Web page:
Cryptowallet Counterfeits Steal Consumers’ Coins
BE CAREFUL BEFORE YOU OPEN YOUR NEXT WALLET
With the hype, effort, and energy that constantly swirl around cryptocurrency, it’s no wonder that a wide variety of scams have surfaced along with it.
Thanks to tactics like hoaxes, cryptojacking, and outright theft of coins, investors have more work to do than ever to ensure that they’re actually profiting from the venture.
Of course, there are less scam-oriented opportunity seekers who are just as intent on making some quick money from the cryptocurrency craze. Apart from the vendors who’ve stepped in to fill the void in the mining technology space, a number of tech companies are also selling hardware to store the user’s coins. These cryptocurrency wallets–as opposed to the digital wallets users may already deploy–function a lot like an external hard drive for cryptocurrency.
If they’re not knockoff websites that steal all of your money, that is.
Trezor warned users of copy-cat wallet linked to a phishing campaign.
Trezor, the manufacturer of a highly secure physical device that serves as the wallet, recently announced that counterfeits masquerading as their site via a phishing campaign had hit the web.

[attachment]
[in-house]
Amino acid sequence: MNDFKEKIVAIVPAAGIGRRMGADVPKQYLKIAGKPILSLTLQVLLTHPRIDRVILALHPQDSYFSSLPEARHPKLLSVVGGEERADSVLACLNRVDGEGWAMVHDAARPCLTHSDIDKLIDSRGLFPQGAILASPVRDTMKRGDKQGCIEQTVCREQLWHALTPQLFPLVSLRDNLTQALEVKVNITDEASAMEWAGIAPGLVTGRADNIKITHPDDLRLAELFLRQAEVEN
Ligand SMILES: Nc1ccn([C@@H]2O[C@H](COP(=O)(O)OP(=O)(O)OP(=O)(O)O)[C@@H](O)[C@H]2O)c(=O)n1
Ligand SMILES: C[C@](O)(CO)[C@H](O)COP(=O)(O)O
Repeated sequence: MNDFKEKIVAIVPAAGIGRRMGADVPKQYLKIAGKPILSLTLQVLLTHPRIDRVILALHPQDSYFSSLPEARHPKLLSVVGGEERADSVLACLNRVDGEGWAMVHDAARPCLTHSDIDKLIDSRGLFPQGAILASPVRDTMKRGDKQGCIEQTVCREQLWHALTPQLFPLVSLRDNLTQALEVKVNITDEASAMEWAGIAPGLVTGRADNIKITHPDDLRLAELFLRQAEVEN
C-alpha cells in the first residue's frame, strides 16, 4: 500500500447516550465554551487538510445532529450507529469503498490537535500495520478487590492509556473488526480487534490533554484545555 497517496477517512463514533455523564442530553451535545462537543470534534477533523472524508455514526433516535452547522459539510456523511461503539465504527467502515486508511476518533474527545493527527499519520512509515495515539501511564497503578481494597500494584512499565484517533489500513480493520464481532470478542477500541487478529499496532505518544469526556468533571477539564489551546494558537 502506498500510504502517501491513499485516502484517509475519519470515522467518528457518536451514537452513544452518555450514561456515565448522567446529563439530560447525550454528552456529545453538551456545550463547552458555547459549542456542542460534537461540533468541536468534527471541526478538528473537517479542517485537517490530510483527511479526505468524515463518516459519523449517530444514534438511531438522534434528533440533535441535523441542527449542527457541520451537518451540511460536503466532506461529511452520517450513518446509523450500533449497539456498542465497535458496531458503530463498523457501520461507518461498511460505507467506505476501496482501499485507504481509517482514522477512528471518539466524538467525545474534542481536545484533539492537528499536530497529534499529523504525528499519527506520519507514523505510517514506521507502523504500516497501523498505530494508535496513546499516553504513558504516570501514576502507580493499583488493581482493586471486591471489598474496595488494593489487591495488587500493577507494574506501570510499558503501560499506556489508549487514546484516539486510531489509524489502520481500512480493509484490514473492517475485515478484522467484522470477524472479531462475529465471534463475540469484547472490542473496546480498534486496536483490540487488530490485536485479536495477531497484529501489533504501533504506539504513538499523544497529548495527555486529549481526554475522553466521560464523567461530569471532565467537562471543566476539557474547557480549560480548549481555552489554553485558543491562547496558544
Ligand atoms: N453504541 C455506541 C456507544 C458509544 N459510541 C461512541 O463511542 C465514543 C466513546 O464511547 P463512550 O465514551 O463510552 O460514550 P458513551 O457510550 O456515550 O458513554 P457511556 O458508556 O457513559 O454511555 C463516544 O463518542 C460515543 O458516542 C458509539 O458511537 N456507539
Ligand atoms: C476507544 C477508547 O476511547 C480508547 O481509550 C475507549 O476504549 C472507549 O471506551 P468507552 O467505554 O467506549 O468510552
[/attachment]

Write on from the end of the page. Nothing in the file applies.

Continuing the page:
In this case, it wasn’t merely that the knock-off items were cheap replicas (like those “Nike” shoes you can find for sale in the back of a van) since it’s not physical devices that are for sale, but rather a phishing attack intentionally designed to steal the currency from unsuspecting users by convincing them to hand over their personal seed.
The fake wallet has now been taken down
…but not until after some victims had already lost their coins.
Trezor warns the public to always check for the https designation before entering any information, and to never enter your order number into a computer since their device generates that. Any level of internet user has to be on their guard against phishing scams, identity theft, and other similar crimes, but people delving into the world of cryptocurrency investing are already dealing in a space that attracts people looking for anonymous income that cannot be tracked down.